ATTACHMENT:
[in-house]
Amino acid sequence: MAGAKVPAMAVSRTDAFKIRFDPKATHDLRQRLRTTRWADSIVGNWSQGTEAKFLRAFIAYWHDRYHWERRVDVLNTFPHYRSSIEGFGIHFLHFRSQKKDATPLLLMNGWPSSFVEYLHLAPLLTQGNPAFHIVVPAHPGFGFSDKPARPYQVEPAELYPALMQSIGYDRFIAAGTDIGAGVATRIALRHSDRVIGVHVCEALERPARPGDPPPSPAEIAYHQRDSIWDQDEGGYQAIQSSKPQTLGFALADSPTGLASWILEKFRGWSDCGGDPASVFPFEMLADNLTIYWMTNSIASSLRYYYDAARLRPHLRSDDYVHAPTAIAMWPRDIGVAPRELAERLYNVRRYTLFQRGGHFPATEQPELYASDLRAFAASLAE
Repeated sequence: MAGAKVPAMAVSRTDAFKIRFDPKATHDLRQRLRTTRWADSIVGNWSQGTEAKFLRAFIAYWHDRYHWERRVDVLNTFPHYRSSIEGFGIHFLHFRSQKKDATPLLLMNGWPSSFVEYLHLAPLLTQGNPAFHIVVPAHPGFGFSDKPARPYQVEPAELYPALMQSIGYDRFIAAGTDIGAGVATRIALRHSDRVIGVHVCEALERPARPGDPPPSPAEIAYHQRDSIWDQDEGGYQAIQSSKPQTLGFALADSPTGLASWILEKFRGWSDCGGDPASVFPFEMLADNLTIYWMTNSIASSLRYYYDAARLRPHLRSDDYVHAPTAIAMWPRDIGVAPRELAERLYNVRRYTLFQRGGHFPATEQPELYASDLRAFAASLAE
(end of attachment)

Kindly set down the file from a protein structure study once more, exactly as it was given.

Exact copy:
[in-house]
Amino acid sequence: MAGAKVPAMAVSRTDAFKIRFDPKATHDLRQRLRTTRWADSIVGNWSQGTEAKFLRAFIAYWHDRYHWERRVDVLNTFPHYRSSIEGFGIHFLHFRSQKKDATPLLLMNGWPSSFVEYLHLAPLLTQGNPAFHIVVPAHPGFGFSDKPARPYQVEPAELYPALMQSIGYDRFIAAGTDIGAGVATRIALRHSDRVIGVHVCEALERPARPGDPPPSPAEIAYHQRDSIWDQDEGGYQAIQSSKPQTLGFALADSPTGLASWILEKFRGWSDCGGDPASVFPFEMLADNLTIYWMTNSIASSLRYYYDAARLRPHLRSDDYVHAPTAIAMWPRDIGVAPRELAERLYNVRRYTLFQRGGHFPATEQPELYASDLRAFAASLAE
Repeated sequence: MAGAKVPAMAVSRTDAFKIRFDPKATHDLRQRLRTTRWADSIVGNWSQGTEAKFLRAFIAYWHDRYHWERRVDVLNTFPHYRSSIEGFGIHFLHFRSQKKDATPLLLMNGWPSSFVEYLHLAPLLTQGNPAFHIVVPAHPGFGFSDKPARPYQVEPAELYPALMQSIGYDRFIAAGTDIGAGVATRIALRHSDRVIGVHVCEALERPARPGDPPPSPAEIAYHQRDSIWDQDEGGYQAIQSSKPQTLGFALADSPTGLASWILEKFRGWSDCGGDPASVFPFEMLADNLTIYWMTNSIASSLRYYYDAARLRPHLRSDDYVHAPTAIAMWPRDIGVAPRELAERLYNVRRYTLFQRGGHFPATEQPELYASDLRAFAASLAE